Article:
After months of waiting, the Haines Borough School district has received a one time funding boost passed by the state legislature last year. The funds were allocated for the school’s 2019 budget, but were delayed when Governor Mike Dunleavy proposed to redirect them towards other programs.
In May of 2018, state legislators approved a one-time 20 million dollar increase in funding for Alaska’s school districts. This provided the Haines School with an extra boost of about $40,000, roughly one percent of the school’s overall budget. The Skagway School was allocated just over $20,000 dollars.
But the Dunleavy Administration held that funding when the governor proposed to remove it from the 2019 budget. Haines Borough School District Superintendent Roy Getchell explains.
“We were told in January that it would be here in January. It wasn’t too long after getting word that it was coming in January that it was held. It was just the timing was interesting in how that was done. This money had been spent by districts. You’ve already budgeted for that you’ve made your expense expectations and forecasts based on that. So it was already spent.”
Getchell says that the funding had been slated for paying staff.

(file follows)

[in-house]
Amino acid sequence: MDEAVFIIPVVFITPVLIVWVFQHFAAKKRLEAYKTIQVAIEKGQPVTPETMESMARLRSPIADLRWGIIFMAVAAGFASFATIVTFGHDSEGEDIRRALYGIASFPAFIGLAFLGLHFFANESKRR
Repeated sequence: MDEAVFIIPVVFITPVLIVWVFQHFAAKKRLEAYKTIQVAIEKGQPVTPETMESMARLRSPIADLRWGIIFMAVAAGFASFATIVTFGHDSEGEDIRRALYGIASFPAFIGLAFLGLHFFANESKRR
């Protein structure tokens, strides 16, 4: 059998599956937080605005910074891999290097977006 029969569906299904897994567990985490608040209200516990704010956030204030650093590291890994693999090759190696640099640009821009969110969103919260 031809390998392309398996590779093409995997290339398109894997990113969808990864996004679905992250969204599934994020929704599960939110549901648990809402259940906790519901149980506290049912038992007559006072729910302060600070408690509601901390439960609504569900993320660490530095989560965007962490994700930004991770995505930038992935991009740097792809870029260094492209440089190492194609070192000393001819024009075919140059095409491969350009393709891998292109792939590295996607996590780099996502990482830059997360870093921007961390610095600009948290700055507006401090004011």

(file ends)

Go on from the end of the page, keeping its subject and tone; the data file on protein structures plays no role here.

School administrators from districts across the state criticized the governor for proposing to take back money that had been promised. The state’s budget director, Donna Arduin, defended the proposed cut, saying that school districts should not spend money that has not arrived yet.
For months it was unclear whether the state would send the allocated funds, but on Tuesday, Getchell says the school received a check for $49,000 from the state, more than they had originally expected.
“Now as long as it comes during the fiscal year the state has done their part. We appreciate them following through on their word. They did make it happen before the end of the fiscal year. Hopefully, this is the beginning of unsticking the logjam that’s been going on with our budget for the last several months,” Getchell says.
The question of funding for 2020 is still unresolved.
Last year, lawmakers voted to fund the state’s public schools in 2020 with no cuts and a $30 million bonus payment. The idea was to eliminate budget uncertainty for school districts by agreeing to funding in advance. The Dunleavy administration argues that making a funding decision so far in advance disrupts the state’s budget process and violates the constitution.
Now the legislature is considering a lawsuit to force the governor to uphold the 2020 funding decision from last year.